Chinese riders crave motorcycle tourism
In recent years the new Chinese middle-classes have had a lot of thinking to do about how to spend their extra disposable income. After the performance car and villa have been purchased it seems that foreign holidays have raised high on the agenda. For many years it was difficult for the Chinese to travel outside of mainland China but now with increased freedom, achievable visa application and wodges of cash the Chinese are travelling the world en masse.
I’ve recently reported on the fast growing motorcycle for leisure culture in China. For many years the motorcycle had been regarded purely as a commuter or agricultural tool but this is changing fast and motorcycle and custom clubs have sprung up in all of China’s cities (despite the ban on motorcycles in urban centres, riders take their bikes a few kilometres outside of town). China’s leisure motorcycle culture may be in its infancy but its growing rapidly and with it the motorcycle touring culture is evolving too as can be seen on any distance motorcycle ride in China.
‘Slash’ Zhang has just completed a 35000 kilometre tour which has achieved the Guinness world record for ‘the longest motorcycle tour in one country.’ He remarks “when we were touring we met literally hundreds of riders on their own tours. A lot of them were telling us that the ban on motorcycling in cities had a profound effect on them, especially those guys that had spent money on Harley-Davidsons, Ducati, MV Agusta and the higher end Japanese bikes. They were mentioning their intentions to take motorcycle tours in China’s neighbouring countries like Laos, Cambodia and Vietnam as in China a motorcycle tourist is excluded from cities and also cannot ride on motorways, even with a big displacement motorcycle!”
For the first time, this year’s CIMAmotor expo is dedicating a section of the show to motorcycle tourism. Such is the interest CIMAmotor is offering free exhibition stands to foreign motorcycle tourism companies wishing to exhibit. Jane Jia of CIMAmotor reported “at last year’s expo we were asked by many Chinese visitors of we had a section for tourism but unfortunately we didn’t. This year we want to provide our visitors with the choice of around 12 countries to visit and ride in, we are welcoming tour operators from all parts of the world. Many of the people asking us about tourism were government officials and middle-aged corporate workers sweltering in their suits and ties, not the kind of people that you associate with hitting the road in their leathers!”
An indicator of the new passion for motorcycle touring has become evident in motorcycle parts and accessory markets. In motorcycle cities like Chongqing the selling of all things motorcycle related is concentrated in two huge moto markets and a change in the nature of shops there has been noted. Over the last two years there has been an influx of ‘outdoor pursuits’ equipment shops pedalling items such as tents, sleeping bags, gas cookers and all the equipment you would associate with a leisure trip. Hong Yadong is the proprietor of one such shop, he told me “I used to make my living from helmets, gloves and body armour, that kind of thing. I noticed (over the course of a few months) that I was being asked for camping and outdoor leisure equipment more and more; finally I began to ask the customers why they had come to a motorcycle market to purchase such items. Every one of them told me that they had come to the market initially to prepare their motorcycles for a long tour, while they were here they inquired about the other gear they needed for the tour. It didn’t take long for me and many other shop owners to begin to furnish the tourists with their requirements, we’re not slow in adapting in China if it means making money!” Hong Yadong’s near neighbour continued “many of the shoppers were asking by name for western brands of camping and outdoor equipment, we had never heard of the brands but we started to stock Chinese equivalents. We all noted that if western equipment brands knew what was going on here they would be flooding in to take a slice of the market. It’s strange really that the consumers that we meet are happy to wear Chinese helmets and other safety gear which is in most cases inferior to western brands, but when it comes to something that doesn’t involve their safety they would happily splash out thousands of RMB!”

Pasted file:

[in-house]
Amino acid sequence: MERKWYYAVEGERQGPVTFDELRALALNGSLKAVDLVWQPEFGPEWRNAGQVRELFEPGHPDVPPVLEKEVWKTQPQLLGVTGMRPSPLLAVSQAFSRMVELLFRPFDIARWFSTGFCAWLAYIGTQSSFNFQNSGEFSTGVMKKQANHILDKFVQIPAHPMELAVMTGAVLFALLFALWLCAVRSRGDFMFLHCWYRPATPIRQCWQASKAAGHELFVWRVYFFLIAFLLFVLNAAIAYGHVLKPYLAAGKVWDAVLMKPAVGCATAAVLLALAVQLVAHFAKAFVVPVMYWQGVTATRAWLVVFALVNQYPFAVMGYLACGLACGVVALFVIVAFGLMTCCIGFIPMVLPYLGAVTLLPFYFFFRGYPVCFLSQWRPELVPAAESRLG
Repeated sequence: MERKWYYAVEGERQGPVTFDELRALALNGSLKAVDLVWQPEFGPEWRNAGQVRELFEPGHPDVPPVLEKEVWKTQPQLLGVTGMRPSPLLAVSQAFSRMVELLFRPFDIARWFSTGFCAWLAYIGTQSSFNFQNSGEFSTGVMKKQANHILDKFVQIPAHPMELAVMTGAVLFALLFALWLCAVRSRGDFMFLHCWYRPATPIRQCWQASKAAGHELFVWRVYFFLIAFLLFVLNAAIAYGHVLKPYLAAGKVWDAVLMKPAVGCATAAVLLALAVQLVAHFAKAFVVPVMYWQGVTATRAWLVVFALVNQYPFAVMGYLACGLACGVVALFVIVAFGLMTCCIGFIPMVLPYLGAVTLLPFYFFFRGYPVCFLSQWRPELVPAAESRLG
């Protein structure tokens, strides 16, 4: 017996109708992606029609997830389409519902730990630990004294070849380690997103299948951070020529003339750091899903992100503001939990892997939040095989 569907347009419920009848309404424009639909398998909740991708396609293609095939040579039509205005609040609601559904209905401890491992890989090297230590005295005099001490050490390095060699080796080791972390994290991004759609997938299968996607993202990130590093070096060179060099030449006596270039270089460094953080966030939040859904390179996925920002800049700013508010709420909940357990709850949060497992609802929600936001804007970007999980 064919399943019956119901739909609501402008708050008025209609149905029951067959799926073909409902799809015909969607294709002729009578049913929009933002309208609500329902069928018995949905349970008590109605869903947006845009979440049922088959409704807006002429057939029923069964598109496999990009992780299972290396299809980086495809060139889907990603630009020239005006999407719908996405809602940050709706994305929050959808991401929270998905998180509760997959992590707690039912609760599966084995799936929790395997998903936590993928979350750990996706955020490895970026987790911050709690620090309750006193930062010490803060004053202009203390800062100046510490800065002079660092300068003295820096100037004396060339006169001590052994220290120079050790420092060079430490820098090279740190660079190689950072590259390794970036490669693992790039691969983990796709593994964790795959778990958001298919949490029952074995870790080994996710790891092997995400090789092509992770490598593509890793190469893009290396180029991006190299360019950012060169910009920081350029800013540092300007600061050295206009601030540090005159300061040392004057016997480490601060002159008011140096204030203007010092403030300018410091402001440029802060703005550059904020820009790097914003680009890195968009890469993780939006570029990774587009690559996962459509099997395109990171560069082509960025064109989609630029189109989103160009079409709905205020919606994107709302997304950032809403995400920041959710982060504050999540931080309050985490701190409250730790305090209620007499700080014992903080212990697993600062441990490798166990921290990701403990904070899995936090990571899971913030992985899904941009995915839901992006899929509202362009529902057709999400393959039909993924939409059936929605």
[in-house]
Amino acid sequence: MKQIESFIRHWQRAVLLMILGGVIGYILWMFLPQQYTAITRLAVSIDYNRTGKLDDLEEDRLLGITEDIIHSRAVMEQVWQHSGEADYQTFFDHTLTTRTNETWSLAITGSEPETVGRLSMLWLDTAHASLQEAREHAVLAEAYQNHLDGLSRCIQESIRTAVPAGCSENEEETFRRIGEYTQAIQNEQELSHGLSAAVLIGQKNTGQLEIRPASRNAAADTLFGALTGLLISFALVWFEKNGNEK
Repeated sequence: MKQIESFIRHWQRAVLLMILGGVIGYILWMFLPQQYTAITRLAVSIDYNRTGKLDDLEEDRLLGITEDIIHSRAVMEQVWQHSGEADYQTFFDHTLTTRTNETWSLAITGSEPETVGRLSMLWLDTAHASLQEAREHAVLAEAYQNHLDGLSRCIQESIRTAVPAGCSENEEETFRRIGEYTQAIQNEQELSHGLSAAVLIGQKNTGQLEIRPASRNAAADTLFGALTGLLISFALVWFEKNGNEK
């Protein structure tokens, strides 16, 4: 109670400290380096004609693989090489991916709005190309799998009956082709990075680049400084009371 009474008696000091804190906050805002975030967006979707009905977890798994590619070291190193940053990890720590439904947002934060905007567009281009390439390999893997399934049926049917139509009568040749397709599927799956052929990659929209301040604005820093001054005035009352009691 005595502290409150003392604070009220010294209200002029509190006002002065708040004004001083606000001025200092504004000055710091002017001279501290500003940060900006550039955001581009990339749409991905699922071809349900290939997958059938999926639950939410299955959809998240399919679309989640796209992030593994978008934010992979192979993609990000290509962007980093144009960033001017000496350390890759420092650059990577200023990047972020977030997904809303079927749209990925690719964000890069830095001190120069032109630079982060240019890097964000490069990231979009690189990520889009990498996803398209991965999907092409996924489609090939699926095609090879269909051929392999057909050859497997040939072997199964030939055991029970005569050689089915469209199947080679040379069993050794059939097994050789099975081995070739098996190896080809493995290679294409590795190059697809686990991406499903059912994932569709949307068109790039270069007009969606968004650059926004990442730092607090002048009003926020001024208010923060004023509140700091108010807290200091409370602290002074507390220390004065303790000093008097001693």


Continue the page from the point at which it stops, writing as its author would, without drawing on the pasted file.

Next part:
Ma Lei of the Chongqing custom club chose Thailand for his motorcycle tour this year. “I didn’t take my Harley with me because of all the red tape involved in moving the beast to Thailand so I headed to a mountainous area called Chaing Mai. There are several tours available but I finally settled on a 2 day tour to the border of Burma, an excellent tour through the mountains with an overnight stop. One thing that surprised me was the amount of Chinese tourists queuing up to sign on! I spoke to a few of them and it was clear that a lot of the guys were suffering a mid-life crisis and wanted to add a bit of action to their lives. The tour operator was perfect for the inexperienced rider as they offered small engine cruisers which were automatic and had a backup vehicle that could take care of any emergency. Most of the Chinese I spoke to at the brilliant market at the Burmese border told me that they would love to try a longer and more meaningful tour somewhere in the world, especially on a bigger and faster bike. They all vowed to pass there motorcycle tests when they got back to China! Lookout world, it’s only a matter of years until your country roads are full of Chinese tourists!!”